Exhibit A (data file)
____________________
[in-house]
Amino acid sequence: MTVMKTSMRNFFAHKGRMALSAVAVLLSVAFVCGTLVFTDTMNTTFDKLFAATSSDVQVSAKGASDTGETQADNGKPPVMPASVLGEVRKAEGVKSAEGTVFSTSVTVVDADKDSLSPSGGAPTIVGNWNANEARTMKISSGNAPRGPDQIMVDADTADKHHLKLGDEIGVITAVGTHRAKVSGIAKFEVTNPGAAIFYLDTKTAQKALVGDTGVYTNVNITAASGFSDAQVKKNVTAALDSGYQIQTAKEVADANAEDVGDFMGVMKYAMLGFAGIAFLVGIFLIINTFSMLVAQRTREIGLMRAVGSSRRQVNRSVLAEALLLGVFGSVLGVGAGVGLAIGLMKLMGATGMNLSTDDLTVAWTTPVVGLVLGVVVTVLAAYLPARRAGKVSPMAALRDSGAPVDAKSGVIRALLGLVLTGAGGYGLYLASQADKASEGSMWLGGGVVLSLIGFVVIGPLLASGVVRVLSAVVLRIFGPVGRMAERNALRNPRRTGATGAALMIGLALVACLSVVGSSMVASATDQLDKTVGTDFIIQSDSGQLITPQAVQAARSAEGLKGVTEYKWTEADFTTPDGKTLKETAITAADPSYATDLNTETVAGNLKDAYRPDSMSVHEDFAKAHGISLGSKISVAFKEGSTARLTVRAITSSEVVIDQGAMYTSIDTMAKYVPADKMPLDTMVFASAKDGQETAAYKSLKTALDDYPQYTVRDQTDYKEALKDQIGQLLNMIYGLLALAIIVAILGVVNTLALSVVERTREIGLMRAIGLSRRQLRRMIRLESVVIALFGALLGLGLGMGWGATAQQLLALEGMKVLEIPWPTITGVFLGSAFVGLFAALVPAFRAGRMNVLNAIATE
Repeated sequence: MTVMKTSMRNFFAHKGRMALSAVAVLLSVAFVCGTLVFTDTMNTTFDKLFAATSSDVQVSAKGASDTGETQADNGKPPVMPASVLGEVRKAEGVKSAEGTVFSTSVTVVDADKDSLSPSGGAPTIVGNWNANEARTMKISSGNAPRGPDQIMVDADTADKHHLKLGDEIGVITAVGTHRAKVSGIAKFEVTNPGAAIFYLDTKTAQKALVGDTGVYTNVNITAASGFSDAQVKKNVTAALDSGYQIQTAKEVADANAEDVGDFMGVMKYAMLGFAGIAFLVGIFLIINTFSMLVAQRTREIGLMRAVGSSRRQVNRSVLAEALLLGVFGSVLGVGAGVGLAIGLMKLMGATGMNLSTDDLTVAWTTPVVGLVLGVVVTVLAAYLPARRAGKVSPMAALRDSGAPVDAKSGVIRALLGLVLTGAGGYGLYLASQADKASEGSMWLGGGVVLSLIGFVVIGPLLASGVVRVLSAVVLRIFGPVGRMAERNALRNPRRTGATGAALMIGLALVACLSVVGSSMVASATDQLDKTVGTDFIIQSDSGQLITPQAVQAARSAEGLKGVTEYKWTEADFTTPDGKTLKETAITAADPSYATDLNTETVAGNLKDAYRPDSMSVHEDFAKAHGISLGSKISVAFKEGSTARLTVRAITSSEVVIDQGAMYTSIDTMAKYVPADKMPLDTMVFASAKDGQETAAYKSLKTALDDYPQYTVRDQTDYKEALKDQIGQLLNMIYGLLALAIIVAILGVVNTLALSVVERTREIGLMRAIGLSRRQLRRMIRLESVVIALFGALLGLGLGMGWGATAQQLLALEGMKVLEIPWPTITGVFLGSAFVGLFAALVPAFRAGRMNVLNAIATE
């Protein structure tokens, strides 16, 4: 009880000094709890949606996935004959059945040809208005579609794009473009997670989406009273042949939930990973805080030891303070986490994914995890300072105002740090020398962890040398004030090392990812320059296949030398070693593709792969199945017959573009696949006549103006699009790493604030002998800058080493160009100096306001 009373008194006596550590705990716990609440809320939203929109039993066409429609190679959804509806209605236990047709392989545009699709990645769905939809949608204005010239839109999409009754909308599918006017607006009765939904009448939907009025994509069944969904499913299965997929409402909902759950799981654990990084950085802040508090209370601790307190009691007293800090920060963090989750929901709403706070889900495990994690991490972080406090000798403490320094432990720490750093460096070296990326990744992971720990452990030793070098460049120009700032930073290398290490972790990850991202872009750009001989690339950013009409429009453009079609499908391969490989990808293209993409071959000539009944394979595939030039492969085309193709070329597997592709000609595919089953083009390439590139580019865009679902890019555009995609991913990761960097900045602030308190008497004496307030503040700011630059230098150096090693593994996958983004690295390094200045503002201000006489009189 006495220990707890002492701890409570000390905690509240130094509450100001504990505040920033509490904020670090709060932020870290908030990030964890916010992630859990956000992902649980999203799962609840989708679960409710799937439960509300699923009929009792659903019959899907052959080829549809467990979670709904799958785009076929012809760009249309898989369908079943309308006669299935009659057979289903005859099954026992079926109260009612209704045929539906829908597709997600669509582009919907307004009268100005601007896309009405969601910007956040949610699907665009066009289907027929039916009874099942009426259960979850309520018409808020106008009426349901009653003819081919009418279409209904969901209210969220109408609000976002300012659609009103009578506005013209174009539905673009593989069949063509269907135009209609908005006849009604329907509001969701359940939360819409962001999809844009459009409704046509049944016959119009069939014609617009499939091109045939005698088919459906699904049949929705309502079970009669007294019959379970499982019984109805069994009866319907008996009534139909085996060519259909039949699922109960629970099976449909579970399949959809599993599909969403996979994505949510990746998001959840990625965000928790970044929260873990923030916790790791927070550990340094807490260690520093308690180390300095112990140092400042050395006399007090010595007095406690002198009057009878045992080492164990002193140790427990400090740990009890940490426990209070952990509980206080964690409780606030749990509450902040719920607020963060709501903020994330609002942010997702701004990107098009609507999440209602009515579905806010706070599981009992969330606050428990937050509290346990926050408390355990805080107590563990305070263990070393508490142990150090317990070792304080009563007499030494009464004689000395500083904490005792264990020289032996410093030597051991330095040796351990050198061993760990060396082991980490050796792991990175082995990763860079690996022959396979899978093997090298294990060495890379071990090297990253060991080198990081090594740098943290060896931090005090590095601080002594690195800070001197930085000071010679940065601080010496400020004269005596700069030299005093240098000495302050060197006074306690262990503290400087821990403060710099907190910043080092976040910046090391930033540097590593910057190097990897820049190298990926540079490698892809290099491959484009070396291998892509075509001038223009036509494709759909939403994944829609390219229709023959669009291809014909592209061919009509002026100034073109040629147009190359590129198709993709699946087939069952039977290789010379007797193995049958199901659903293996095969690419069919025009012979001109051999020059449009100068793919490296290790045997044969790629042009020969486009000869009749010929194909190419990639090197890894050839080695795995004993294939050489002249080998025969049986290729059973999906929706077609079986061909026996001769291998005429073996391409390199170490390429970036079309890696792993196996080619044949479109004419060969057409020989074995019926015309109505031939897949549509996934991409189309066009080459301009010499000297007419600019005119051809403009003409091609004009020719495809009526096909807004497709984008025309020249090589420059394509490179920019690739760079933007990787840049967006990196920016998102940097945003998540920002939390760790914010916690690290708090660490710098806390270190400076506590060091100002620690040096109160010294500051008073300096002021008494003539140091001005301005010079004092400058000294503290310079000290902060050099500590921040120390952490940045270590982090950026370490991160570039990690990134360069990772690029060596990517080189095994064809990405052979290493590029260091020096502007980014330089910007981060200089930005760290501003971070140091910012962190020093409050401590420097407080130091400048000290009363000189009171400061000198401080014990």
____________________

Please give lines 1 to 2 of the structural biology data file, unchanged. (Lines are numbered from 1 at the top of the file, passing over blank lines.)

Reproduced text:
[in-house]
Amino acid sequence: MTVMKTSMRNFFAHKGRMALSAVAVLLSVAFVCGTLVFTDTMNTTFDKLFAATSSDVQVSAKGASDTGETQADNGKPPVMPASVLGEVRKAEGVKSAEGTVFSTSVTVVDADKDSLSPSGGAPTIVGNWNANEARTMKISSGNAPRGPDQIMVDADTADKHHLKLGDEIGVITAVGTHRAKVSGIAKFEVTNPGAAIFYLDTKTAQKALVGDTGVYTNVNITAASGFSDAQVKKNVTAALDSGYQIQTAKEVADANAEDVGDFMGVMKYAMLGFAGIAFLVGIFLIINTFSMLVAQRTREIGLMRAVGSSRRQVNRSVLAEALLLGVFGSVLGVGAGVGLAIGLMKLMGATGMNLSTDDLTVAWTTPVVGLVLGVVVTVLAAYLPARRAGKVSPMAALRDSGAPVDAKSGVIRALLGLVLTGAGGYGLYLASQADKASEGSMWLGGGVVLSLIGFVVIGPLLASGVVRVLSAVVLRIFGPVGRMAERNALRNPRRTGATGAALMIGLALVACLSVVGSSMVASATDQLDKTVGTDFIIQSDSGQLITPQAVQAARSAEGLKGVTEYKWTEADFTTPDGKTLKETAITAADPSYATDLNTETVAGNLKDAYRPDSMSVHEDFAKAHGISLGSKISVAFKEGSTARLTVRAITSSEVVIDQGAMYTSIDTMAKYVPADKMPLDTMVFASAKDGQETAAYKSLKTALDDYPQYTVRDQTDYKEALKDQIGQLLNMIYGLLALAIIVAILGVVNTLALSVVERTREIGLMRAIGLSRRQLRRMIRLESVVIALFGALLGLGLGMGWGATAQQLLALEGMKVLEIPWPTITGVFLGSAFVGLFAALVPAFRAGRMNVLNAIATE